The 500 AD temple of the Vishnu Dashavatar is in Deogarh,UP,India.
It was the first North Indian temple with a shikhara or tower, although the shikhara is curtailed and part of it has disappeared (details as to when the shikara disappeared are not reported). The temple has a high plinth and is set with a basement porch. The Dashavatara temple has a “compelling presence” in spite of its dilapidated condition.
The ancient treatise Vishnudharmottara Purana describes several temples including a “Sarvatobhadra temple”, which has been compared by archaeologists and Indologists with the Dashavatara Temple (Vishnu temple) or the Gupta Mandir of Deogarh. A comparative study revealed that the ideal temple design described in the treatise as “Sarvatobhadra temple” was the same as the Vishnu temple of Deogarh. This conclusion was based on plan, size, iconography and several other norms described for building Hindu temples.Based on this comparison, the structural details of the Deogarh temple have been inferred. Maps have also been drawn of the temple structure. The probable date of the temple’s construction has been estimated to be between 450 and 650. During this period, the temple was highly venerated.
In the unique and large sculpture of Sheshashayi Vishnu, Vishnu is depicted reclining on the serpent Shesha, with four-arms lying down on the spiral of a serpent with seven hoods, forming a shade over his crowned head. Lakshmi (Vishnu’s consort), along with her two attendants, are at Vishnu’s feet. Other gods and celestials are seen watching this display. In another panel below this, two demons, Madhu and Kaitabha, are getting ready to attack. They are shown to be repulsed by the four personified weapons or ayudhapurushas of Vishnu. According to another interpretation, the lower panel depicts the five Pandavas and their common wife Draupadi.
The relief on the doorway (Lalatabhimba in Sanskrit) of the temple depicts Vishnu seated on Shesha the serpent, with Lakshmi sitting down and caressing his feet, flanked by two incarnations of Vishnu: Narasimha (the man-lion form) on the right, and Vamana (the dwarf form) on the left.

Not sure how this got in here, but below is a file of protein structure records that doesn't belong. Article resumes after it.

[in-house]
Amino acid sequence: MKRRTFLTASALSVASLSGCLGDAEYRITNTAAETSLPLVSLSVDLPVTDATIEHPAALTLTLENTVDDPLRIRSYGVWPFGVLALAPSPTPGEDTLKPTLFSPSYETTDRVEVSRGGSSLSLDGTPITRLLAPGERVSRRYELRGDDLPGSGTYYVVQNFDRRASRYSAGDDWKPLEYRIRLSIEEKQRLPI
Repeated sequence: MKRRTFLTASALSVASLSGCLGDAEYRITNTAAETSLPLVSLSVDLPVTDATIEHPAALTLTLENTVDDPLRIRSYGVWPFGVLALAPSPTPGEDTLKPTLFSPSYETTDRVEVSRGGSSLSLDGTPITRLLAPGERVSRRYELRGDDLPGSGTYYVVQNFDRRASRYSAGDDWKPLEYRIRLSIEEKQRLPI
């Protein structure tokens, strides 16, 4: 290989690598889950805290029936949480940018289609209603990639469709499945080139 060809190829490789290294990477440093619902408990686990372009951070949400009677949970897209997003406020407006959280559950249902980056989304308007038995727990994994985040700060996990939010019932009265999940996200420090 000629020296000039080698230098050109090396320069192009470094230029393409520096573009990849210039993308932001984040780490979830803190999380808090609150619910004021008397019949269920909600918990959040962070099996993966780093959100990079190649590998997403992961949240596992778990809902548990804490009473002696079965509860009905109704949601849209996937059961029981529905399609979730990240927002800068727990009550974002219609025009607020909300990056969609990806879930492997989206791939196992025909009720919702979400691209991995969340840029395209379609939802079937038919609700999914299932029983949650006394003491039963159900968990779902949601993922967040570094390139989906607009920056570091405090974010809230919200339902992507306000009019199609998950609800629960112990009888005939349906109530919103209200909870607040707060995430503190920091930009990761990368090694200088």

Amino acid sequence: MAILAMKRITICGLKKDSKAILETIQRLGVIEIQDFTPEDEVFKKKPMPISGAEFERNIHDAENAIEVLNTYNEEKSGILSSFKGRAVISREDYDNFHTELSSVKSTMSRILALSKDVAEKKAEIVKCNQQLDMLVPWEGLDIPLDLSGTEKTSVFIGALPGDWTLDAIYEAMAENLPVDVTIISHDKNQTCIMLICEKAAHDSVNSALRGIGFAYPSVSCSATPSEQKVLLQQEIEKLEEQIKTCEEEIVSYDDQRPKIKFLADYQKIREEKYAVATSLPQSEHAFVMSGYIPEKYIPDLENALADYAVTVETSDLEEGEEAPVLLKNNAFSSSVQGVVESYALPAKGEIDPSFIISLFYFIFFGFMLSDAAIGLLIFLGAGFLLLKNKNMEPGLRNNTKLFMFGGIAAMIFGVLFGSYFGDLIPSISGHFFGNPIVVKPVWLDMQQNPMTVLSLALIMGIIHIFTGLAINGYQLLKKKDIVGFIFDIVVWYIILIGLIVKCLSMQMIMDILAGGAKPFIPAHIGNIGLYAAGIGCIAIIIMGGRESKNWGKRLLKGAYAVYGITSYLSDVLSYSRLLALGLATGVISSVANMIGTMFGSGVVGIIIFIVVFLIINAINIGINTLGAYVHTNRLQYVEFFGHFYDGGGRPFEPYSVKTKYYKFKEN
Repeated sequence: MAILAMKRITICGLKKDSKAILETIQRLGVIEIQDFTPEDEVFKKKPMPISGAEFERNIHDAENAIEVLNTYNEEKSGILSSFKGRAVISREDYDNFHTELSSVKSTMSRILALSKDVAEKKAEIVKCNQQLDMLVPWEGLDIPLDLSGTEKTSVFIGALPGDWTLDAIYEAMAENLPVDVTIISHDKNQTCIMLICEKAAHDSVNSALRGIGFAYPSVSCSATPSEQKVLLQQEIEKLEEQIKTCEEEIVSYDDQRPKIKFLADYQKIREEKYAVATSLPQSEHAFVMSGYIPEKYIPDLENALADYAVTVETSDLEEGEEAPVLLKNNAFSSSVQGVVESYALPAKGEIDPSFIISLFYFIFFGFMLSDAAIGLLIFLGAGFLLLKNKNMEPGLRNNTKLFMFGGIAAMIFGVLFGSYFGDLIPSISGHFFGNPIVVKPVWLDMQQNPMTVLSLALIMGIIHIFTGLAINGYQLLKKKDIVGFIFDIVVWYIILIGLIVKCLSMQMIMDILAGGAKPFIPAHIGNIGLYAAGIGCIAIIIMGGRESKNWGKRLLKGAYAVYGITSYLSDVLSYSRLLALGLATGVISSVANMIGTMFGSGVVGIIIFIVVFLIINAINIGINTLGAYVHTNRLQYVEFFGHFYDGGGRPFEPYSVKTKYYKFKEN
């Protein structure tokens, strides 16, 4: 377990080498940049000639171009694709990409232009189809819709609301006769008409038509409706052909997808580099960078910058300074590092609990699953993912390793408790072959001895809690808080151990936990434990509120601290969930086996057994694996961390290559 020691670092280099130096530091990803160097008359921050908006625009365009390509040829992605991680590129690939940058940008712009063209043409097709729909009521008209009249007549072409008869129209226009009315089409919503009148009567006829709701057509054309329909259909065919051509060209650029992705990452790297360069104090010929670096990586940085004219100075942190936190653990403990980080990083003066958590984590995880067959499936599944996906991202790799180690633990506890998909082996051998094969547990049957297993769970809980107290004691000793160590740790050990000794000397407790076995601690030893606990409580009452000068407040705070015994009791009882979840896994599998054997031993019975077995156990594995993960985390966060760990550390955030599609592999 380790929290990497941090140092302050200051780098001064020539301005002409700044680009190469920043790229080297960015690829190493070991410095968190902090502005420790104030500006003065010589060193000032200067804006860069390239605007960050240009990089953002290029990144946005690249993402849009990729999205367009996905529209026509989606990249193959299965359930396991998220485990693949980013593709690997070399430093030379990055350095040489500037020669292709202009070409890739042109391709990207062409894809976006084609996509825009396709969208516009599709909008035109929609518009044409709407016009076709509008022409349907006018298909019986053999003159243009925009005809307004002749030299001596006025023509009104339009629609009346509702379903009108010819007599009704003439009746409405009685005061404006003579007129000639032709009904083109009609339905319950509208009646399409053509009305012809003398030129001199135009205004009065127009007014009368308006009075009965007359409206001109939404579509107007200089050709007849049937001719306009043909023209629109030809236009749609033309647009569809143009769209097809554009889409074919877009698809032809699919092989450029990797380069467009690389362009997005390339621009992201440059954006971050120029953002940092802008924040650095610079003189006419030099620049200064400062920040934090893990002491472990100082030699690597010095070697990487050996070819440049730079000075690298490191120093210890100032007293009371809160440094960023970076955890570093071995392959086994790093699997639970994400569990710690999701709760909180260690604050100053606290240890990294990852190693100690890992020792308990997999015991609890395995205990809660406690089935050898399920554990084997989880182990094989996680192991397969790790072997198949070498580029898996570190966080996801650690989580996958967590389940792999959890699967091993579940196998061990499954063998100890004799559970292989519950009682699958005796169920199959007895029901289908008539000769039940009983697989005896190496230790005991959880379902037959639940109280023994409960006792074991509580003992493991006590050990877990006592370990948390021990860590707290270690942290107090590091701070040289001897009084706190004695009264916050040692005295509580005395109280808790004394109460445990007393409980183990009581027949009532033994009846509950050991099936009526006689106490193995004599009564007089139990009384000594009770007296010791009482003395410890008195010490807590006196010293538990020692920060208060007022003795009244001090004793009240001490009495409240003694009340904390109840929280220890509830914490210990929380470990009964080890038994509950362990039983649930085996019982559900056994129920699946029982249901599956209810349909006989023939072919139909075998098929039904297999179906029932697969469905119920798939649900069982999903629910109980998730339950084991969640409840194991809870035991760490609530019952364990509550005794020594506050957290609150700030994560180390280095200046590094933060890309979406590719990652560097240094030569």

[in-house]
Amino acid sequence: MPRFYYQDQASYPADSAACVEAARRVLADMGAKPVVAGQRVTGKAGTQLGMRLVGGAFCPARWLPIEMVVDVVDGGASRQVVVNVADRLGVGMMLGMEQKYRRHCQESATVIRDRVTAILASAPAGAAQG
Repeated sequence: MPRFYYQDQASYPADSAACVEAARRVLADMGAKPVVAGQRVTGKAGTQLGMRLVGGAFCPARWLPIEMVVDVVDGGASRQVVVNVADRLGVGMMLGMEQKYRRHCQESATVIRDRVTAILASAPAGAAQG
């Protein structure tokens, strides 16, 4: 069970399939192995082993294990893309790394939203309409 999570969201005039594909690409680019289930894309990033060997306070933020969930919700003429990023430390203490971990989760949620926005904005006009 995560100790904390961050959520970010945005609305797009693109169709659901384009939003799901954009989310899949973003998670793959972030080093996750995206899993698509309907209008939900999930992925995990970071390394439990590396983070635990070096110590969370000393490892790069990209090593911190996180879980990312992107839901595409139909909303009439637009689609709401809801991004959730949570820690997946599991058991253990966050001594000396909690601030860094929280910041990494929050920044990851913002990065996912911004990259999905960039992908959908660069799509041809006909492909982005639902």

The side and back walls of the temple depict carved panels related to several facets of Lord Vishnu’s life. On the northern wall, the elegantly carved panel shows “Gajendra Moksha”, which represents Vishnu coming to the rescue of the Gajendra (elephant). On the eastern side wall, a panel depicts a carved image of the sages Nara-Narayana. On the southern wall, Vishnu is depicted reclining on Shesha the serpent, relaxing or in a sleeping or creative mode. These depictions on the four walls (including entrance) of the temple, represent four facets of Vishnu:
the entrance represents Vasudeva; the Gajendramoksha side is referred as Samkarshana, the destructive aspect[disambiguation needed] of Vishnu; the Nara-Narayana side is known as Pradyumna, the preserving aspect of Vishnu; and the Anantashayana side is known as Aniruddha.
Another unique sculpture found in the Vishnu temple depicts the Krishna legend in which Devaki hands over her new-born son Krishna to her husband Vasudeva. This sculpture is said to be one of the best depictions of Gupta period art, based on the sensuous and graceful modelling of the figurines, but different in that its clothes are shown draped in an exclusive fashion. It is now housed at the National Museum in New Delhi.